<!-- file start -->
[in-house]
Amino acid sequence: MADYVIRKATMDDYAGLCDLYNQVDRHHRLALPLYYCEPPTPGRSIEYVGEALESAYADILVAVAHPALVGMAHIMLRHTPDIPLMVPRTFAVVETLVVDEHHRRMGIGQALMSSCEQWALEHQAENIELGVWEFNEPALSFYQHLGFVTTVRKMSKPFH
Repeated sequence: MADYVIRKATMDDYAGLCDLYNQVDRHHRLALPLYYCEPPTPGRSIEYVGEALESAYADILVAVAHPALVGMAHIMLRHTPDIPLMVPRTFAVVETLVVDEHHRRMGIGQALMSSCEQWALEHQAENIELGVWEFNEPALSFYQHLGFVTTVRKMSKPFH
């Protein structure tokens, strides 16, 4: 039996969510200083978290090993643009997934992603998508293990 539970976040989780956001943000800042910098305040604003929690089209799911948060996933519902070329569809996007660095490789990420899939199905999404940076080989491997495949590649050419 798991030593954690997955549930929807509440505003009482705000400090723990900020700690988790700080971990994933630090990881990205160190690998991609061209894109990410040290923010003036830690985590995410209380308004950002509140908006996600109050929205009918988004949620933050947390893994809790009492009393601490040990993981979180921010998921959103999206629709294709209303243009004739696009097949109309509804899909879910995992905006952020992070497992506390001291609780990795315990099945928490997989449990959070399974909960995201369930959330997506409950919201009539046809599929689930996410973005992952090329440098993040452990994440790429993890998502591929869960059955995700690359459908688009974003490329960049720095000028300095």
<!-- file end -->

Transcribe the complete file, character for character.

[in-house]
Amino acid sequence: MADYVIRKATMDDYAGLCDLYNQVDRHHRLALPLYYCEPPTPGRSIEYVGEALESAYADILVAVAHPALVGMAHIMLRHTPDIPLMVPRTFAVVETLVVDEHHRRMGIGQALMSSCEQWALEHQAENIELGVWEFNEPALSFYQHLGFVTTVRKMSKPFH
Repeated sequence: MADYVIRKATMDDYAGLCDLYNQVDRHHRLALPLYYCEPPTPGRSIEYVGEALESAYADILVAVAHPALVGMAHIMLRHTPDIPLMVPRTFAVVETLVVDEHHRRMGIGQALMSSCEQWALEHQAENIELGVWEFNEPALSFYQHLGFVTTVRKMSKPFH
């Protein structure tokens, strides 16, 4: 039996969510200083978290090993643009997934992603998508293990 539970976040989780956001943000800042910098305040604003929690089209799911948060996933519902070329569809996007660095490789990420899939199905999404940076080989491997495949590649050419 798991030593954690997955549930929807509440505003009482705000400090723990900020700690988790700080971990994933630090990881990205160190690998991609061209894109990410040290923010003036830690985590995410209380308004950002509140908006996600109050929205009918988004949620933050947390893994809790009492009393601490040990993981979180921010998921959103999206629709294709209303243009004739696009097949109309509804899909879910995992905006952020992070497992506390001291609780990795315990099945928490997989449990959070399974909960995201369930959330997506409950919201009539046809599929689930996410973005992952090329440098993040452990994440790429993890998502591929869960059955995700690359459908688009974003490329960049720095000028300095």